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Where are online worlds headed? How can they be funded, and how can players get more involved? In a recent Harvard Business School panel, Gamasutra was there to hear representatives from Linden, Red 5, Electric Sheep, 38 Studios and more looking at the fu

Patrick Murphy, Blogger

November 20, 2007

6 Min Read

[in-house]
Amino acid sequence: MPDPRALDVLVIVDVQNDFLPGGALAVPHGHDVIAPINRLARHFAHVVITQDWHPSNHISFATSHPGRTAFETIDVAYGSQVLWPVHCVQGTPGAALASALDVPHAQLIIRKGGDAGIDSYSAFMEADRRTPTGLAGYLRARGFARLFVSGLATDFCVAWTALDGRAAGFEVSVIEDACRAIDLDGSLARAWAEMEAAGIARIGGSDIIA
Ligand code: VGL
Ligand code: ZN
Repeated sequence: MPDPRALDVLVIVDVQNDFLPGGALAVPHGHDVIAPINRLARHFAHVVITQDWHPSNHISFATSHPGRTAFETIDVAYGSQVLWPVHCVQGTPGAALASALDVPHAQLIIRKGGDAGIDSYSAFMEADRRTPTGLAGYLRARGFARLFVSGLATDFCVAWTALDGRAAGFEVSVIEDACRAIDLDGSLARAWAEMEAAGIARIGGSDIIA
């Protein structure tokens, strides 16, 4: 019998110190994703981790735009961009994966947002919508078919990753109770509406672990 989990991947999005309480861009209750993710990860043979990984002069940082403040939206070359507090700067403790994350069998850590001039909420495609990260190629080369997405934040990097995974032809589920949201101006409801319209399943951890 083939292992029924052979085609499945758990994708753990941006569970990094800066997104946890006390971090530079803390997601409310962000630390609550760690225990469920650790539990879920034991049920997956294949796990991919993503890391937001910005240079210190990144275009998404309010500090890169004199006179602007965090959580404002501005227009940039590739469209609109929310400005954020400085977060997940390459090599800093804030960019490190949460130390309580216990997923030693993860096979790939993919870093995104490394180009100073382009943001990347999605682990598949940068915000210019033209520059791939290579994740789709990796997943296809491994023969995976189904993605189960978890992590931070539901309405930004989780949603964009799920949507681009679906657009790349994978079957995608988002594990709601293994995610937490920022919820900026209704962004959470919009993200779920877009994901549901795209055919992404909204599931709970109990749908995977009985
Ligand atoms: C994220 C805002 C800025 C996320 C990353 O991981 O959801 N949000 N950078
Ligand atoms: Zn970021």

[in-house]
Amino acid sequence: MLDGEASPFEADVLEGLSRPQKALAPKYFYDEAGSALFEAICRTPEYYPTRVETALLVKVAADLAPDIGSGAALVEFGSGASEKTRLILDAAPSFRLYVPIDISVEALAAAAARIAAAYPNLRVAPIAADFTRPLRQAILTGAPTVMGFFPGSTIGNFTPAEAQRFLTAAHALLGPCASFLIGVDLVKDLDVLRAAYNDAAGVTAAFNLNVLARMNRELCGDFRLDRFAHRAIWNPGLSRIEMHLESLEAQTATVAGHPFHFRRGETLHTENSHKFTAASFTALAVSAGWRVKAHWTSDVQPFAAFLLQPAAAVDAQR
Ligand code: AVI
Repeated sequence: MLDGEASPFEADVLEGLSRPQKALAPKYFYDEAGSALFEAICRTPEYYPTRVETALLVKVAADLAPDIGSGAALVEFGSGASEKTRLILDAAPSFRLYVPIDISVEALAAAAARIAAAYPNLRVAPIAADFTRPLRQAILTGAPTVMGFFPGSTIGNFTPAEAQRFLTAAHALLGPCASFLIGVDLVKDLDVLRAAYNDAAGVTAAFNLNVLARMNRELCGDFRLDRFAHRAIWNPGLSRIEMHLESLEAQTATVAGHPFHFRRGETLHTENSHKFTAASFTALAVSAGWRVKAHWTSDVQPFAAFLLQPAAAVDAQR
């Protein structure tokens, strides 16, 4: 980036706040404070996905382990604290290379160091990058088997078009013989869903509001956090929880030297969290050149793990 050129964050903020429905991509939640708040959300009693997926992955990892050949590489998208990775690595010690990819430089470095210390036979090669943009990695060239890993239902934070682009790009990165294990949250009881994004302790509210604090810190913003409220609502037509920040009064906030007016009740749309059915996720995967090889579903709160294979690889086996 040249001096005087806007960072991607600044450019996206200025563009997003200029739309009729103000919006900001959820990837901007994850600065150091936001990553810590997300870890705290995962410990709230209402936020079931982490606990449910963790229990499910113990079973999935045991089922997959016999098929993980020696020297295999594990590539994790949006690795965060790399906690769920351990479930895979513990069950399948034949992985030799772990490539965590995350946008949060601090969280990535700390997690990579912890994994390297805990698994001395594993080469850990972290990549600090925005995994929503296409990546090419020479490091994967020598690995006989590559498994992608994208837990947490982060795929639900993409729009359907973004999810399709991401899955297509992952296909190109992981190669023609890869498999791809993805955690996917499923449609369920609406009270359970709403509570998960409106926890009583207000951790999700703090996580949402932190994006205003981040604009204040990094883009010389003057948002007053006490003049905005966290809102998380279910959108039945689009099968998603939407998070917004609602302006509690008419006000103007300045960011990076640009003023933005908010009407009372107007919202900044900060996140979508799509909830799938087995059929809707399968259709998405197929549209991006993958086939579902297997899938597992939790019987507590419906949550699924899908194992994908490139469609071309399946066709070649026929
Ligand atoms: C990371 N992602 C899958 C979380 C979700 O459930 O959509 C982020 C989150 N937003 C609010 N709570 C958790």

Harvard Business School recently brought together six influential industry members in the field of massively multiplayer online virtual worlds to conduct a panel on the present and future of a burgeoning market space. "I'm far from exhausted in the online opportunity," said Mark Kern, who left his tenure as team lead of Blizzard's World of Warcraft to found a new company, Red 5 Studios, dedicated to expanding the genre and market reach. He envisions a future of virtual worlds composed of 'synthesized content', produced by artificially intelligent game design systems which would take an hour of a player's free time and provide them "the ultimate experience catered toward that hour." Who's Actually Playing? In the meantime, numbers that he has seen indicate that only about 15 percent of core gamers engage in MMO games and worlds. Philip Rosedale -- founder of Linden Labs, the company behind Second Life -- added that his numbers indicate perhaps only a one percent market penetration in general. In a marketplace that could sustain hundreds of millions of players, current endeavors have only millions. Philip went on to say that there is "a lot of growth yet to happen. Probably a lot of change, consolidation -- all the companies that you're seeing will probably go through a lot of evolution." Lacking clearly defined guides or genres, it is "not a mature market," and the space is like a vacuum. The ROI Situation Regarding the barriers of entry that new MMO developers face, Curt Schilling -- founder of the recently established 38 Studios -- said: "There are a few barriers here, and at the top of the list is going to be, and always will be, money." Few developers are internally funded, and, "when you're sitting in a meeting with venture capitalists, they are... Most of them are about ROI." The focus on return on investment poses a challenge to new developers in the MMO space, because there is not yet a common-knowledge business model to calculate risk from. Curt's company, fortunately, is similar to Blizzard in that it is entirely internally funded. "You have to meet deadlines, milestones, you have a budget -- all those things -- but when you can set those on your own, and you are creative, and you have responsibility to your team and to the product. It's different." Mike Hirshland, of Polaris Venture Partners -- which works closely with Turbine Inc., producers of online renditions of Dungeons & Dragons and Lord of the Rings -- said that Curt's view of VCs is exactly right. "Three letters: R O I." He then shed light on the sort of capital needed for these projects: Large-scale MMO projects to date require three to five years of development time, at a cost of thirty to sixty million dollars to get the title launched, with substantial investments over time in order to regularly introduce fresh content. To further complicate matters, the primary distribution channel is still in the form of boxed retail. "From a VC perspective," said Hirshland, "thinking about it is tough, challenging." Where's It All Going? Mark Kern, whose studios are supported by seventy million dollars in venture capital, noted that these projects are steering closer to Hollywood every day. "There is no possible way that we can do what it is that we want to do cheaper and quicker. VCs have asked us, 'Could you do something that costs a little less and comes out a little quicker?' Yeah we could, but it wouldn't be what we're going to make." The fluid nature of these games and worlds provides developers -- and investors -- new opportunities to monetize user experiences: Cable internet and television provider, Comcast, likens the amount of time and money players spend in MMO virtual worlds to the amount of time and money spent on premium television channels, or Video On Demand services. In the Asian market, developers of MMO projects in South Korea have honed a system similar to America's highly lucrative ringtone market. Philip Rosedale expounded on the Korean system: "Anybody know Kart Rider? Kart Rider was really an interesting thing. Korean game, very successful, about 100,000 online at a time. Lightweight -- very lightweight. The company made money by selling stuff that you would attach to your car; what's fascinating is that a lot of the stuff they sold was just cosmetic." "They actually found that they could drive a hundred million dollar a year business," he noted. Making Players Count On the topic of monetizing Second Life, Philip explained that Linden Labs sells virtual land to its users for a standard monthly rate. The cost varies only by virtual acreage, and what players do with the land has no effect on the rate that Linden Labs will charge them. "You've got to use flat fees, you've got to use simple treatments on things." Second Life's greatest draw for users, however, is the ability to produce and even sell their own content: "The interesting thing about user-generated content is that if there is any impediment to people creating it, they won't." Philip related the unsolved challenges of interface and infrastructure of MMO virtual worlds today to that of web browsers and the state of the internet in years past. Chris Carella -- CCO of Electric Sheep Company, an advertising firm which focuses on virtual worlds, and has worked with clients ranging from the NBA to MTV -- agreed with this view. Employees of Electric Sheep Company have even gone to the lengths of developing a more browser-like prototype interface for Second Life, to ease ergonomics. Corey Bridges -- co-founder of Multiverse, with a background in marketing for corporations such as Netscape and NetFlix -- agrees with these sentiments as well, and thinks that "the notion is enabling this entire medium to be opened up. Not by 'somebody made a werewolf suit', but by somebody saying 'oh, here's a new use for virtual worlds', along the lines of wikis, as-such, didn't exist ten years ago." "The technology could've supported wikis ten years ago," he continued, "but it took some evolution of somebody saying, 'Hey, let's try this.' And then blogs, and podcasting -- these sort of things have come up organically." A number of of panelists hope to blur the lines between virtual worlds like Multiverse, and the web browser as we know it. Corey's view is that once a platform can be developed which makes experimentation attractive and economically feasible, people will experiment. "And that's where you get real innovation." Less a matter of 'if', and more a matter of 'when', MMO virtual worlds, the panel concluded, will become the context and interface for hundreds of millions of users, facilitating billions of dollars in transactions. [Thank you to Dan Weis for organizing this panel, Harvard Business School for hosting it, and Dr. Joshua Green for serving as moderator.]